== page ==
culture in Keynes’s work suggests a link with Edgeworth and through him to the
other authors examined here. Even although united by common interests in
economics and in education, the implication of the variety of styles and purposes is
that the type of literary analysis undertaken and personal responses to the readings
vary from chapter to chapter. The question as to how these and other texts can be
read is reflected upon in the section headed ‘A Literary Reading of Literary
Economics’.
The works examined, though from different time periods and written with differing
problems and audiences in mind, are strongly linked through the loosely defined
notion of literary economics. All authors had literary interests and all of the works
display a talent for narrative writing involving the development or application of
economic ideas. Most of the works examined here have been given scant attention
by historians of economic thought.3 It must not be forgotten, however, that canonical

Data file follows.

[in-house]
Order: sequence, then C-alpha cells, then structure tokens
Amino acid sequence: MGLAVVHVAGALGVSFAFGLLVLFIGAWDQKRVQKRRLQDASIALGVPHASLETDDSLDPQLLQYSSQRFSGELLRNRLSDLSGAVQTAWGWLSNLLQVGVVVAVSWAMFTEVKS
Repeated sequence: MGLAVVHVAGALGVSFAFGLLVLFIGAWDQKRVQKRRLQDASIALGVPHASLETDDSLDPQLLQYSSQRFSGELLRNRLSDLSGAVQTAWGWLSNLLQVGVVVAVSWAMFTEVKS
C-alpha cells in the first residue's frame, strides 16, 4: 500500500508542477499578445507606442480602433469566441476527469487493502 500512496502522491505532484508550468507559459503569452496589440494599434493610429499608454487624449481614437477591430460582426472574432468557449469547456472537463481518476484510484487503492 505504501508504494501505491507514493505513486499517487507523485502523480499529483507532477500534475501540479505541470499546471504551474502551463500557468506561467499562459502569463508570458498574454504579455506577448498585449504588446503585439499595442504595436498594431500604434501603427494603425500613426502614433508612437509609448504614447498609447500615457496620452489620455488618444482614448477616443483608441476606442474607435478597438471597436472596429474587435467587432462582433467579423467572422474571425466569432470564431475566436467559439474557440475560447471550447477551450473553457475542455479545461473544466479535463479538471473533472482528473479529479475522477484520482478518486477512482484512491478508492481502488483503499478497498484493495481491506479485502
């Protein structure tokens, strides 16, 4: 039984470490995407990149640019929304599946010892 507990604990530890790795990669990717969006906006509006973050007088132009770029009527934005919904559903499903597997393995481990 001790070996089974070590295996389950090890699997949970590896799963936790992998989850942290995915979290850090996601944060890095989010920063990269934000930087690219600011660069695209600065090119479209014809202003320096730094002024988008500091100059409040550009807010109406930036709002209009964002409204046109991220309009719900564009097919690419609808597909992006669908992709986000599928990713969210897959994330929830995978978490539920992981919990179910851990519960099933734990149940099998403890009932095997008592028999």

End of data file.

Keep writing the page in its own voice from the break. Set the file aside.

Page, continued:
writing was also literary in a sense however. Adam Smith’s texts were produced
under the influence of notions of rhetoric and belles-lettres, while culture (in its
modern and ideological sense) had a great significance in the work of John Stuart
Mill. Both Smith and Mill are acknowledged as fine writers and so, in this sense,
style is a concern of nineteenth-century economics. Ricardo is an exception, for his

work is regarded by his contemporaries and others, for stylistic and structural
reasons, as ‘difficult’. The origins of the ‘difficulty’ of Ricardo needs textual
exploration in a way which integrates the economics and its literary expression,
though De Quincey puts forward in his Logic of Political Economy (1897) a
convincing set of justifications for such a view. The examination of literary economics
as both economics and literature, could equally be applied to Smith and to Mill as it
is to the writers and texts examined here. Though the canonical works are rarely